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*}


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lemma "evala env (substa s a) = evala (\\<lambda>x. evala env (s x)) a \\<and>


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evalb env (substb s b) = evalb (\\<lambda>x. evala env (s x)) b";


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apply(induct_tac a and b);


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txt{*\noindent


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The resulting 8 goals (one for each constructor) are proved in one fell swoop:


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*}


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apply auto.;


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text{*


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In general, given $n$ mutually recursive datatypes $\tau@1$, \dots, $\tau@n$,


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an inductive proof expects a goal of the form


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\[ P@1(x@1)\ \land \dots \land P@n(x@n) \]


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where each variable $x@i$ is of type $\tau@i$. Induction is started by


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\begin{ttbox}


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apply(induct_tac \(x@1\) \texttt{and} \(\dots\) \texttt{and} \(x@n\));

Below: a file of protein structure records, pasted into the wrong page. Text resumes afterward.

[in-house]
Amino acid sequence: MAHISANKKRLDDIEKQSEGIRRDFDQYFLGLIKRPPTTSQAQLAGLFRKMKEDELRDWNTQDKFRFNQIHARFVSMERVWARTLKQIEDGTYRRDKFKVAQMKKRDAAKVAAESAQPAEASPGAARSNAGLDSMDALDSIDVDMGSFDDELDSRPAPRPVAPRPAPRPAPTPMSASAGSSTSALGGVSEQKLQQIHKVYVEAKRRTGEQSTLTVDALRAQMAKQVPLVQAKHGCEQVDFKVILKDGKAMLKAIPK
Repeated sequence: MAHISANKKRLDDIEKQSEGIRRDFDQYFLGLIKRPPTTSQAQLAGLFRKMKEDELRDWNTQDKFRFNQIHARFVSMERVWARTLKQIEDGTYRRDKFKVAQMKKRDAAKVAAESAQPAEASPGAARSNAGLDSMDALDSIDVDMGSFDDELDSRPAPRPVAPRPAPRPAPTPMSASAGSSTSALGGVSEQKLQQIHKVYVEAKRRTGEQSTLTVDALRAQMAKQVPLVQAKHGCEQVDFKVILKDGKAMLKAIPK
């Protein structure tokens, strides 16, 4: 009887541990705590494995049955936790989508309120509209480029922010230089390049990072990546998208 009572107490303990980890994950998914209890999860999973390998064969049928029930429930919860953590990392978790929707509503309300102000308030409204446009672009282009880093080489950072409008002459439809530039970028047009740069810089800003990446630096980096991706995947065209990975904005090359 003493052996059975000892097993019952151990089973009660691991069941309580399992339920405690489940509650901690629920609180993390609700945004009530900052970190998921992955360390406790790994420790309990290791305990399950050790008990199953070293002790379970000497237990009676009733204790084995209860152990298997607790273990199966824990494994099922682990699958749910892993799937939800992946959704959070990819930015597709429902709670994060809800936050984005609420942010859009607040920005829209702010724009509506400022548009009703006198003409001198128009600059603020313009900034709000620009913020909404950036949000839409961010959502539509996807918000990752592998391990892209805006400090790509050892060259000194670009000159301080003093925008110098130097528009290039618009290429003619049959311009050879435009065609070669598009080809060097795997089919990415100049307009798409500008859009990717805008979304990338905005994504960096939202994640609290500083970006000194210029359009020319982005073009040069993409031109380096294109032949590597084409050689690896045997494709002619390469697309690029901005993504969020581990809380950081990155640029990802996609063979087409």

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\end{ttbox}


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\begin{exercise}


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Define a function \isa{norma} of type \isa{'a aexp \isasymFun\ 'a aexp} that


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replaces \isa{IF}s with complex boolean conditions by nested


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\isa{IF}s where each condition is a \isa{Less}  \isa{And} and


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\isa{Neg} should be eliminated completely. Prove that \isa{norma}


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preserves the value of an expression and that the result of \isa{norma}


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is really normal, i.e.\ no more \isa{And}s and \isa{Neg}s occur in


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it. ({\em Hint:} proceed as in \S\ref{sec:boolex}).


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\end{exercise}


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*}


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(*<*)


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end


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(*>*)